Hayat Tahrir Al Sham's dominance in northwestern Syria is interfering with Turkey's plans to create loyalist forces to keep the YPG at bay, writes Hassan Hassan
Idlib is now in Ankara's crosshairs as it tries to secure its borders
Last week, Turkish officials met members of Jabhat Al Nusra and presented them with an ultimatum: the group had to either dissolve itself – and members join other factions individually – or face a rebel assault backed by Ankara.
The objective, according to reports in Arabic media, was to protect Idlib, where the group is perceived to be dominating, from an attack by the regime and its Russian and Iranian allies. An insider source confirmed the visit, saying that at least two members of the group were “summoned” to Istanbul to hold meetings with officials there. "They were given very serious conditions to meet," he said. "They left displeased, to say the least.”
The move follows a series of developments involving Turkey’s new policy in northwestern Syria after the expulsion of the Kurdish militias from their stronghold in Afrin.
The Turkish proposal was designed to address the issue of Jabhat Al Nusra’s dominance in Idlib, where the group was exempted from a de-escalation deal in various areas agreed by Turkey, Russia and Iran. Since the expulsion of Kurdish militias from Afrin, Idlib has become more beneficial for Turkey than before. The reason is related to its proximity to Kurdish towns in northwestern Syria, which provide another layer of security for Turkish-backed forces and help create a contiguous sphere of influence for Ankara.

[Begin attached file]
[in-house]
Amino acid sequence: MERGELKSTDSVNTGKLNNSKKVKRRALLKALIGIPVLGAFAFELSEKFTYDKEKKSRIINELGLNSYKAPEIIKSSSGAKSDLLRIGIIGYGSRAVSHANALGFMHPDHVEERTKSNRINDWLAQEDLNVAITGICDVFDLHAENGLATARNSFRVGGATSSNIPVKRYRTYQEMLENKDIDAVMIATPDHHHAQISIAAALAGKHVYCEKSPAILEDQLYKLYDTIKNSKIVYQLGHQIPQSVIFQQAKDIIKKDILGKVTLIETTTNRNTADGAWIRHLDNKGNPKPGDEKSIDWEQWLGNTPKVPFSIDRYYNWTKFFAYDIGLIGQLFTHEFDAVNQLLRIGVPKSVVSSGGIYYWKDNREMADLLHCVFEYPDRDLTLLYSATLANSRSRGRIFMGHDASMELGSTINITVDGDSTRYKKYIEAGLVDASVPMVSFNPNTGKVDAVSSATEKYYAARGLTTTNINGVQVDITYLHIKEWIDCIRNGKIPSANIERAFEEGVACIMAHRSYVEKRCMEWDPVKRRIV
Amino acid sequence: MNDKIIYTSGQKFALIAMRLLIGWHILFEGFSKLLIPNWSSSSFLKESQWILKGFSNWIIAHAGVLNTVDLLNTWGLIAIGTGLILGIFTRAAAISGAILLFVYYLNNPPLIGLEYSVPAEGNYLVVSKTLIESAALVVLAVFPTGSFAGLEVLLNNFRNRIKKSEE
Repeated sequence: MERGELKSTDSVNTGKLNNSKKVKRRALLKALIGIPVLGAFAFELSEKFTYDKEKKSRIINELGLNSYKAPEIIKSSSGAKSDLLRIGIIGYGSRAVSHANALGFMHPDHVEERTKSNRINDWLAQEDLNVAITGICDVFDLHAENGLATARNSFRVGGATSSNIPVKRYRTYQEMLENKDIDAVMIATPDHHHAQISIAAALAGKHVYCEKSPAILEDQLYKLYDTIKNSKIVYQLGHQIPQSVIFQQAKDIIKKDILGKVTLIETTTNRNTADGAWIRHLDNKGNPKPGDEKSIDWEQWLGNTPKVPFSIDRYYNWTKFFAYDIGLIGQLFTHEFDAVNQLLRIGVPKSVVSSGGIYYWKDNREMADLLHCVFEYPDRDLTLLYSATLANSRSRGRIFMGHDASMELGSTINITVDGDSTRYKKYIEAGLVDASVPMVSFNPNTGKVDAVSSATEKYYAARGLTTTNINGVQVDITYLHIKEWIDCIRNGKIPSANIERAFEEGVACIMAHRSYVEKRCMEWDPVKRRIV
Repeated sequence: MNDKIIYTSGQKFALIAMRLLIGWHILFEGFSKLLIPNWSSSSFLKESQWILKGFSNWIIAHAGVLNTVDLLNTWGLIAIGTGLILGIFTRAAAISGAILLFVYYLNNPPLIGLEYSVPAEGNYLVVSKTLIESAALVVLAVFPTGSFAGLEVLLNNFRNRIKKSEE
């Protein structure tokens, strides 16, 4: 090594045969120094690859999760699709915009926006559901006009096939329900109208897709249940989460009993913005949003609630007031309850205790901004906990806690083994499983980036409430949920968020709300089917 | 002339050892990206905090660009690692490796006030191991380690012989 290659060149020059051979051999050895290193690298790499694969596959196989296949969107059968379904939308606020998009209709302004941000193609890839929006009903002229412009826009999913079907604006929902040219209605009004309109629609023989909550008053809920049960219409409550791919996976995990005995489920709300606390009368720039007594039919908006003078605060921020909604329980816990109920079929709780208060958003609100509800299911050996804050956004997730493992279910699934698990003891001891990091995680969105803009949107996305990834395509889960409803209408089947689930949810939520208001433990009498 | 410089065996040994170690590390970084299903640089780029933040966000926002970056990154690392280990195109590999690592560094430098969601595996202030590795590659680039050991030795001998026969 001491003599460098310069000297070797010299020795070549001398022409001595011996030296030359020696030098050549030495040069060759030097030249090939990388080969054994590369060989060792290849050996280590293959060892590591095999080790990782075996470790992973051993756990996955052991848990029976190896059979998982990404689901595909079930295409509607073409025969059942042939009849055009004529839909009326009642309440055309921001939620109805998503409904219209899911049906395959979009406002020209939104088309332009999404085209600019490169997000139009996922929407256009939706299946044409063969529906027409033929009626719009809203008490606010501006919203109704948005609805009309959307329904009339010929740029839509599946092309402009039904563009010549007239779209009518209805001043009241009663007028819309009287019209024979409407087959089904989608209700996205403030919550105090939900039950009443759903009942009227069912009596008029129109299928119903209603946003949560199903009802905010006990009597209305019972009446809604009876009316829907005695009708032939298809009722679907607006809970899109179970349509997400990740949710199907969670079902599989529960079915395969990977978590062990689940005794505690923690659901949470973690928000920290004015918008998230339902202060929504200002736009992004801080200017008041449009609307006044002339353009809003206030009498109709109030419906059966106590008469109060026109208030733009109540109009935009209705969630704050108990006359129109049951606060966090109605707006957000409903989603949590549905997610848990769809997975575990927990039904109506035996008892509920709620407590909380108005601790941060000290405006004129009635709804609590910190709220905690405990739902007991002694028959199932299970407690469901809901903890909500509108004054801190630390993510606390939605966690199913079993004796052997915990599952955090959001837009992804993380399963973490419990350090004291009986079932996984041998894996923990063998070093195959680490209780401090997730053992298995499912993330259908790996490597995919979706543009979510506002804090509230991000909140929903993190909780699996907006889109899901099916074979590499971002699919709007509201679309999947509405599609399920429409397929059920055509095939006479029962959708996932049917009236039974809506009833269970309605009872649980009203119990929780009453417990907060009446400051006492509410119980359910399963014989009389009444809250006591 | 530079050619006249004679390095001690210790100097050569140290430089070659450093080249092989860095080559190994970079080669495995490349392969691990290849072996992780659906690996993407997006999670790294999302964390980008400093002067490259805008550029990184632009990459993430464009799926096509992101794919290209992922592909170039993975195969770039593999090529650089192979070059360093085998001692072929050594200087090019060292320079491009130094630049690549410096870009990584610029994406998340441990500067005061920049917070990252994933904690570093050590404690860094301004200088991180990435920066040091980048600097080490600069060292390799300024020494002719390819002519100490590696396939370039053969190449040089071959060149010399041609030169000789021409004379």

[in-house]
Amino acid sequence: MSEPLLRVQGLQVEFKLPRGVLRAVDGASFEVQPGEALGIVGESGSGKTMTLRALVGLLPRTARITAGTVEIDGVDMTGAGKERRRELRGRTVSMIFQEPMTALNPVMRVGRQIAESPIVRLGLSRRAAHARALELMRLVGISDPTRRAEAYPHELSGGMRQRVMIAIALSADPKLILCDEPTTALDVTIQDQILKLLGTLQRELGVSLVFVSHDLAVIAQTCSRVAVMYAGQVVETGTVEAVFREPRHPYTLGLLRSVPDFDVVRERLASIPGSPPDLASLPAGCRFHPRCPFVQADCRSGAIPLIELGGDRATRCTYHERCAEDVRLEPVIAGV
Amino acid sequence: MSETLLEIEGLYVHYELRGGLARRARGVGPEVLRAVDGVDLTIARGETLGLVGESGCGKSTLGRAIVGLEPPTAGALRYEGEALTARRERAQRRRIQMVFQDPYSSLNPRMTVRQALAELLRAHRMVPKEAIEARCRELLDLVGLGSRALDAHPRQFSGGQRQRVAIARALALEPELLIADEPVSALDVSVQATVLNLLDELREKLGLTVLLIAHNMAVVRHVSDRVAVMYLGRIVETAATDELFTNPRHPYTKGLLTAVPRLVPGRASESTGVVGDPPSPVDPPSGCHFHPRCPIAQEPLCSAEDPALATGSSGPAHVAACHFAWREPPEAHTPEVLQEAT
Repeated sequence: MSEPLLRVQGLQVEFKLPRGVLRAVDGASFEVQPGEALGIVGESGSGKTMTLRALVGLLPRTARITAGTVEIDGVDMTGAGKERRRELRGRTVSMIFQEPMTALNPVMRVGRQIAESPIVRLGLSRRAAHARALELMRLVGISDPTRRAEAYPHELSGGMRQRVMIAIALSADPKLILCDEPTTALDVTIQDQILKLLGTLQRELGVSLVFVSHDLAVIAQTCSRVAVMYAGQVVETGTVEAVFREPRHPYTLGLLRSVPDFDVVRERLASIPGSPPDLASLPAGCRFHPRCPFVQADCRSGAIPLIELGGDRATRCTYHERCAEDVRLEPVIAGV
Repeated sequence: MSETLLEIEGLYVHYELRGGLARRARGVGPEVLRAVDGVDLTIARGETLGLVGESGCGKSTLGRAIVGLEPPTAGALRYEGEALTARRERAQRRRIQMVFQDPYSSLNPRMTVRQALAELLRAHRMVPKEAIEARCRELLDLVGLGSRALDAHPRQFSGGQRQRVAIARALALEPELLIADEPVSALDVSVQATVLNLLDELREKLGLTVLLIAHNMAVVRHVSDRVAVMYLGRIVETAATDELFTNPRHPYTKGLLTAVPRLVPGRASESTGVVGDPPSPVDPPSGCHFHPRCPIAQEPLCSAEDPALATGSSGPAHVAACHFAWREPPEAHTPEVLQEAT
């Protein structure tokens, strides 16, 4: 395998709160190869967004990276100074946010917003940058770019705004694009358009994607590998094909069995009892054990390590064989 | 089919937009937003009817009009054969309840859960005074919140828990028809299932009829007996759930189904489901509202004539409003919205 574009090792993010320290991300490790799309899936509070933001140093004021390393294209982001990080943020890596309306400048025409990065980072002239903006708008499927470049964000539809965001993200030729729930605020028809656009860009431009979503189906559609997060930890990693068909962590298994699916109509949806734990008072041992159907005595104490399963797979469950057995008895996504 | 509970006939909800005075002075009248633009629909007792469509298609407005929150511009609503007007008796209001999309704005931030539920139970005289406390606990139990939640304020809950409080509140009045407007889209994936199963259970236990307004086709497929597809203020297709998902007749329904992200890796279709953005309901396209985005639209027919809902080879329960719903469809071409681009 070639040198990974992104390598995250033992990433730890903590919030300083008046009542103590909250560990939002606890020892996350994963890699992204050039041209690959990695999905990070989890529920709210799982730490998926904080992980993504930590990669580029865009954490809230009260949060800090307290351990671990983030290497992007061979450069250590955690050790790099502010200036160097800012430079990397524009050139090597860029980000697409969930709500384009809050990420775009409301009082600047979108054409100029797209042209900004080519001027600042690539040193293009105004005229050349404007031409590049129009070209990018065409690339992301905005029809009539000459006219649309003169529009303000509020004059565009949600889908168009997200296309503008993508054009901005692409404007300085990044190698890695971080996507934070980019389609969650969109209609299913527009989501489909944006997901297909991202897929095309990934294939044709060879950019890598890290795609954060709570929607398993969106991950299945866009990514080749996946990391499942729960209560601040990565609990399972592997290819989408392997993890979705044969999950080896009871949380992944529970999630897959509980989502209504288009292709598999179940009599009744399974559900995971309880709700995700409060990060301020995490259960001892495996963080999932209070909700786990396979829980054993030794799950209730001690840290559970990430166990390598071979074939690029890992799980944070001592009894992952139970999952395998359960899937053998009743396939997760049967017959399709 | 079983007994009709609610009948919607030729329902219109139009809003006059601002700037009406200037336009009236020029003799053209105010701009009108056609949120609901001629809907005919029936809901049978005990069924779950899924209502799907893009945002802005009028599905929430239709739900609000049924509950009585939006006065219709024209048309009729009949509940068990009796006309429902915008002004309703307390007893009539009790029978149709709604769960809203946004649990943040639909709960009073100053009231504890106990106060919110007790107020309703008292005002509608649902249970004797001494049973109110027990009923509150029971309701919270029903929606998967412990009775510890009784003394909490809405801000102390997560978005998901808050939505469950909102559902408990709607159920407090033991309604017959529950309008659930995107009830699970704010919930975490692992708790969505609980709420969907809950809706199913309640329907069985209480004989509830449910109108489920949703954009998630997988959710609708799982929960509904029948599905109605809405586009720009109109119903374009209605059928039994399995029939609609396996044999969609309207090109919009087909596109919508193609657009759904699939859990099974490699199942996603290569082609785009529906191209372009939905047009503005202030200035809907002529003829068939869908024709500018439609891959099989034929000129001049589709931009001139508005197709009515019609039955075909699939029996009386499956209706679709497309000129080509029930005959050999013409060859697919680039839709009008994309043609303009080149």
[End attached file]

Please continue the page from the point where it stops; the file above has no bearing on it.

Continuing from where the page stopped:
But Jabhat Al Nusra, known as Hayat Tahrir Al Sham after rebranding last year, presents a dilemma for Turkey. On one hand, the group’s dominance creates an awkward situation for Turkey: it makes Idlib vulnerable to a regime assault and continues to raise Western concerns about a sanctuary for an Al Qaeda organisation. On the other hand, the group has reached out to Turkey and reassured it about its future intentions. The group also has a communication channel with Turkey that has enabled the two to co-ordinate, particularly since October.
Despite an existing agreement with Russia and complaints from the Syrian regime, Hayat Tahrir Al Sham’s militants escorted Turkish forces as they entered Idlib to establish checkpoints as part of the de-escalation monitoring process. The turn of events in October followed earlier rumours that Turkey was planning to expel the group from Idlib with the help of rebel forces opposed to it.
The meeting with Turkish officials last week was connected to two other efforts by Turkey in that region and builds on the events in October.
The first is an agreement between Hayat Tahrir Al Sham and rebel factions to end two months of fighting in Idlib. The truce happened in the backdrop of a meeting in Istanbul and was part of Turkey’s push for the two sides to end infighting and discuss ways to resolve the conundrum presented by Hayat Tahrir Al Sham.